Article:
All in all this story is just as negative as some of the other ‘no solution’ dramas of the time, yet Gamma Rays does not feel as cynical or hopeless. Ruth and Mattie learn more about their mother, and both may come to understand her better. The text of the play shows Mattie insisting on a good view of life, as she puts forth her positive ideas about science and the world. She’s resilient, and definitely not defeated.

Even Beatrice makes some personal progress. She once again gets drunk at the wrong time, and her heartfelt oath — “My Heart is Full” comes out entirely the wrong way. But Beatrice does seem to realize that Mattie’s ambitions are not stupid, and that she has done wrong by not providing what her child needs. Yet the play feels uncompromised — the characters generate these feelings at a point where Beatrice has committed a vicious, cruel act. We’re grateful that the show does not finish in a violent rebellion.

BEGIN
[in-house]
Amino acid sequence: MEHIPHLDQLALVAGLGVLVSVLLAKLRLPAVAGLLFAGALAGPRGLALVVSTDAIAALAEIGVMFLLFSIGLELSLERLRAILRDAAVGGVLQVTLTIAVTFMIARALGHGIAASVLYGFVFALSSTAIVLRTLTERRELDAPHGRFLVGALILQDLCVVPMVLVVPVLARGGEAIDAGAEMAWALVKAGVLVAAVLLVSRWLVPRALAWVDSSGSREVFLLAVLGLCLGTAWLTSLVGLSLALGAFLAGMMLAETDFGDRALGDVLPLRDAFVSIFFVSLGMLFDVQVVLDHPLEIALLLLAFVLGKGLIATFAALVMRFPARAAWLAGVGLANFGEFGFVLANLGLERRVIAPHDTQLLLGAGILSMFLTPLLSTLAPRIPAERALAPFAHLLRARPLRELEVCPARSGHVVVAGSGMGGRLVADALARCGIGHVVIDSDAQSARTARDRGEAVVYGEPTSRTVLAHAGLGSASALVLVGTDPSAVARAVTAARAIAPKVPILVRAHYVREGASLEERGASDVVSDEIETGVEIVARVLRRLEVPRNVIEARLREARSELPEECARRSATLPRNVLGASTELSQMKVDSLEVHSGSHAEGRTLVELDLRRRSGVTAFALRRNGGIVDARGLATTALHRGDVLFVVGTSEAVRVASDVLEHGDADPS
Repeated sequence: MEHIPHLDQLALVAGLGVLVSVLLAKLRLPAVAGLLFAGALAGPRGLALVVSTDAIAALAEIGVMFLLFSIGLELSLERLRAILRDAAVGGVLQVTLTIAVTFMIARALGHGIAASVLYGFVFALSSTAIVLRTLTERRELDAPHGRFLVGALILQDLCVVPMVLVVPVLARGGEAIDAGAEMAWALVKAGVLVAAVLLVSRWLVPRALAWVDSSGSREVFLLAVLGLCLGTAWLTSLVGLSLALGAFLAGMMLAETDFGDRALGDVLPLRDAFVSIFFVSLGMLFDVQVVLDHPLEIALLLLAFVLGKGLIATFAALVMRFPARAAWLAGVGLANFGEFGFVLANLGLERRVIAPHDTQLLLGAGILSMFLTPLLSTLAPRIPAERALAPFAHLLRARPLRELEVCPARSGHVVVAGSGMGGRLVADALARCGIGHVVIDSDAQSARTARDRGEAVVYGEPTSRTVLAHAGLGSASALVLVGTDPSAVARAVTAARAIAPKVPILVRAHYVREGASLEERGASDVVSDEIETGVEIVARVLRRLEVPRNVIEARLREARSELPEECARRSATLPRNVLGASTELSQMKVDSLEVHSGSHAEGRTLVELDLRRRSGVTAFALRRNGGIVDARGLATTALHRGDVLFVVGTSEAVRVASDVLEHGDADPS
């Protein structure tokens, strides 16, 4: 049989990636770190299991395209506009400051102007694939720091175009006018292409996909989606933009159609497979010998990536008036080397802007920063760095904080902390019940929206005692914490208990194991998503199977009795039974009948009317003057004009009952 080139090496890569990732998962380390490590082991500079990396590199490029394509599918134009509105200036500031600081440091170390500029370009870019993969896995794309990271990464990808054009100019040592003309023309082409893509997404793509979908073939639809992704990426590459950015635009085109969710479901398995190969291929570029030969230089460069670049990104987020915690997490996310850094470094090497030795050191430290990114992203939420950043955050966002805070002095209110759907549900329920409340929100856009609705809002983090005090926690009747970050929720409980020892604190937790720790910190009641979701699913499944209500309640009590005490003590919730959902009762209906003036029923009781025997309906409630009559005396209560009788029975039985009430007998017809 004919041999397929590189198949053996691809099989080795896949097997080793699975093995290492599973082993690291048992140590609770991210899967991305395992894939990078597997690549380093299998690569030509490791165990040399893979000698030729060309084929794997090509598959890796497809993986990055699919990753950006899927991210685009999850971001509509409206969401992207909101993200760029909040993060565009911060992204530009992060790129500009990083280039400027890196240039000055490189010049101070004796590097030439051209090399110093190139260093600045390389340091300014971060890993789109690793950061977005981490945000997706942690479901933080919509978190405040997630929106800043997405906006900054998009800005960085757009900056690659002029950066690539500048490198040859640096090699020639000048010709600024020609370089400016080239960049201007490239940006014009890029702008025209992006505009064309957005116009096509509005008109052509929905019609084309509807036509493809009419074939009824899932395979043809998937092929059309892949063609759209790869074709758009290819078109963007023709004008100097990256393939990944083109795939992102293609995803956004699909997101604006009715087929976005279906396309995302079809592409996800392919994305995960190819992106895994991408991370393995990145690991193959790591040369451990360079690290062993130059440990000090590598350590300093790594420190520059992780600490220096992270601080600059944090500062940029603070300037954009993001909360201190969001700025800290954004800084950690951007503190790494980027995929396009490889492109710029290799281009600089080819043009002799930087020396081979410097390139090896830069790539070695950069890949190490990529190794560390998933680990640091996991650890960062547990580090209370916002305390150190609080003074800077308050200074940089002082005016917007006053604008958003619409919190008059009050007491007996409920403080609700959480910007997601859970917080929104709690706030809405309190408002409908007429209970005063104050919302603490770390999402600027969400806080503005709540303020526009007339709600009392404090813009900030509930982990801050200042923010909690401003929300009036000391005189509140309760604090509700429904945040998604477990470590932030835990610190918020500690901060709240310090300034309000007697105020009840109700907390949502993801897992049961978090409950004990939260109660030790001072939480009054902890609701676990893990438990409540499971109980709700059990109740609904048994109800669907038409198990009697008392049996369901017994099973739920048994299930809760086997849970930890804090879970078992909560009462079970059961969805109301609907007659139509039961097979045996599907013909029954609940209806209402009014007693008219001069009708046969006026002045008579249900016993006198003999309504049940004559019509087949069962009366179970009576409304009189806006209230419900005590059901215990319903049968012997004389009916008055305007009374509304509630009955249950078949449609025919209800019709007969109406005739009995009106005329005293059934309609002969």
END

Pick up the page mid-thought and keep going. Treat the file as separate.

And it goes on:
The drama cautions us to be more thoughtful before classifying some people as low-lifes; everybody has a story. It also reminds us of a key parenting role: Don’t measure your children by your own limitations: Let Them Be Better Than You Are. I’m lucky that my children’s idealism and clear-mindedness inspired me to see the world as a more hopeful place: I’m a better person because of them.